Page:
1. I’ve actually been using 2-factor authentication for a while now. It actually hardly ever asks, I guess because I ticked the “keep me logged in” button on the computers I use the most. It makes me feel happier that no-one can get in on another machine – it’s impossible without the one-time code or one of the backup codes.
    I don’t think the Google app (which I use – “Google Authenticator”) has an ulterior motive. I use it for WordPress, GMail and an Amazon cloud thing we use at work (it’s used by a large number of different companies). Of course, I’m used to this extra step as I need security codes from different phone apps for various work stuff. I also need a one-time code if I want to do any banking online which involves moving money or making payments.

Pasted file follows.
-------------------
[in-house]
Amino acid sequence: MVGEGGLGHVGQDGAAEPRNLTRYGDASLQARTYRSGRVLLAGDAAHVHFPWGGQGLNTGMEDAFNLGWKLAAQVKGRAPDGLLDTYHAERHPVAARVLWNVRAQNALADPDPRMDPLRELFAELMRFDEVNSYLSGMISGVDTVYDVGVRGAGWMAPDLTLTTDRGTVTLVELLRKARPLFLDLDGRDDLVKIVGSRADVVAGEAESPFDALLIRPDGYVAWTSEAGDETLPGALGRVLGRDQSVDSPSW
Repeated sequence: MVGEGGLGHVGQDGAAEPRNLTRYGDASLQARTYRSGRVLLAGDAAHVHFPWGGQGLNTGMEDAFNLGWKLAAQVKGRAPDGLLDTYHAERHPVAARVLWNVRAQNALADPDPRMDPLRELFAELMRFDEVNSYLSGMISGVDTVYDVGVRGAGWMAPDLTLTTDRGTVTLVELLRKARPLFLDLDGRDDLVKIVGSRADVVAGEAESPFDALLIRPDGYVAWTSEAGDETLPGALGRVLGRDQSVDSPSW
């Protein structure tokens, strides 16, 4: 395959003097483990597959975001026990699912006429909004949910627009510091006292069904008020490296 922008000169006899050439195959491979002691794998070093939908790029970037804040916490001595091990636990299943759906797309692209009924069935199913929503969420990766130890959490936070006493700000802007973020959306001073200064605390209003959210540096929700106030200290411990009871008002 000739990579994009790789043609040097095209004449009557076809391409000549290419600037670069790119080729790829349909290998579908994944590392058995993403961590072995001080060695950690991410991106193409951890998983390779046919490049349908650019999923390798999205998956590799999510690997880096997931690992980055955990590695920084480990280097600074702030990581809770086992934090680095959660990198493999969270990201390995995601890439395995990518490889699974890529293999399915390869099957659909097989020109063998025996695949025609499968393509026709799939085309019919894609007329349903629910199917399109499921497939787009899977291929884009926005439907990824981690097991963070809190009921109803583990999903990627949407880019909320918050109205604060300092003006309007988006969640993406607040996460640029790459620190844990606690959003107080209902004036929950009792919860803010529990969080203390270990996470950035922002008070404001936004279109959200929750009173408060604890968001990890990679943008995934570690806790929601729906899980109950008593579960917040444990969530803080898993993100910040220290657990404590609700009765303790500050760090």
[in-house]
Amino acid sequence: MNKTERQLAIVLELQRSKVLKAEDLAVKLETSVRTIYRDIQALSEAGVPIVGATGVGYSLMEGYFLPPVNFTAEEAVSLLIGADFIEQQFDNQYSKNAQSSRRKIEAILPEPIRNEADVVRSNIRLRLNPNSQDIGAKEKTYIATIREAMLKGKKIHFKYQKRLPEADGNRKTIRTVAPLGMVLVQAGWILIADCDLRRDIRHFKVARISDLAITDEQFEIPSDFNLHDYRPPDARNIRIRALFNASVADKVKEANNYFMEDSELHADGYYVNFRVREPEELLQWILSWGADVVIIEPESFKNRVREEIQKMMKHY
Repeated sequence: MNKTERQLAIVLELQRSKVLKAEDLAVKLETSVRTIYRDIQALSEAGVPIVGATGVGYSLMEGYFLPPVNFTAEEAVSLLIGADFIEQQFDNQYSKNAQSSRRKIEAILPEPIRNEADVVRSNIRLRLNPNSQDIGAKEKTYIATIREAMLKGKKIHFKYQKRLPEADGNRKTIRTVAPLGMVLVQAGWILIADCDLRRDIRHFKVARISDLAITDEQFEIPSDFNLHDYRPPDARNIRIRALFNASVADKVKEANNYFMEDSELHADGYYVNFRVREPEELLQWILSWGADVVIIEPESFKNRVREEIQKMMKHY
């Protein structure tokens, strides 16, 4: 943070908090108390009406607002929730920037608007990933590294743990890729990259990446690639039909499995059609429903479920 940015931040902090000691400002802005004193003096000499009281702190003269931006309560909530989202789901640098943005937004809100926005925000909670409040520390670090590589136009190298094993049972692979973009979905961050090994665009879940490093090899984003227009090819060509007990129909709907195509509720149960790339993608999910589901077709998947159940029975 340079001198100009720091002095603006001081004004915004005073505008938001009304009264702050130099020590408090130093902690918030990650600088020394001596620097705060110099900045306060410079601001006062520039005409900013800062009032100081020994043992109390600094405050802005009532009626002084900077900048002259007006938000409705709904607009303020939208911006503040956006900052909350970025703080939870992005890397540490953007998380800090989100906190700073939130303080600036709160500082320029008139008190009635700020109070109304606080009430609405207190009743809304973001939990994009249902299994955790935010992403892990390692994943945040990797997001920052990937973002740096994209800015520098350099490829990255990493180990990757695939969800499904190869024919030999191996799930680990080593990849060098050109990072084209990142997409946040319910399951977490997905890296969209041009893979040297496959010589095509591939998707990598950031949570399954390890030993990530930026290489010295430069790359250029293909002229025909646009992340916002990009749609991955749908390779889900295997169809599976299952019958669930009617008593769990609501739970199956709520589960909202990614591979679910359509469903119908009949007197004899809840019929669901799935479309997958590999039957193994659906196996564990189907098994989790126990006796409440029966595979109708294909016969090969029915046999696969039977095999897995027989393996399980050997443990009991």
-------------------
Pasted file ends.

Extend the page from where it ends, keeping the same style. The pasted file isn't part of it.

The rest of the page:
If you want to switch off 2-step auth, hover over the little WP logo top left, select settings, then security. There is a “Disable” button.

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    Reply
    • Thank you Draliman, you are a legend! Part of the reason that I wrote that post was in the hope that some clever reader would have a solution – I’ve now turned the whole silly thing off. And yes, I did first check the WordPress Support page and Forums – as is often the case (on any help forum, not just WordPress) – the search fields bring up a lot of only vaguely related topics and I couldn’t find anything helpful. I couldn’t easily find any information from WordPress about the 2-step verification or the reasoning behind it, and I suspected that if there was any solution to switching it off, it would be quicker to post and see if anyone responded, than ask a question on a forum!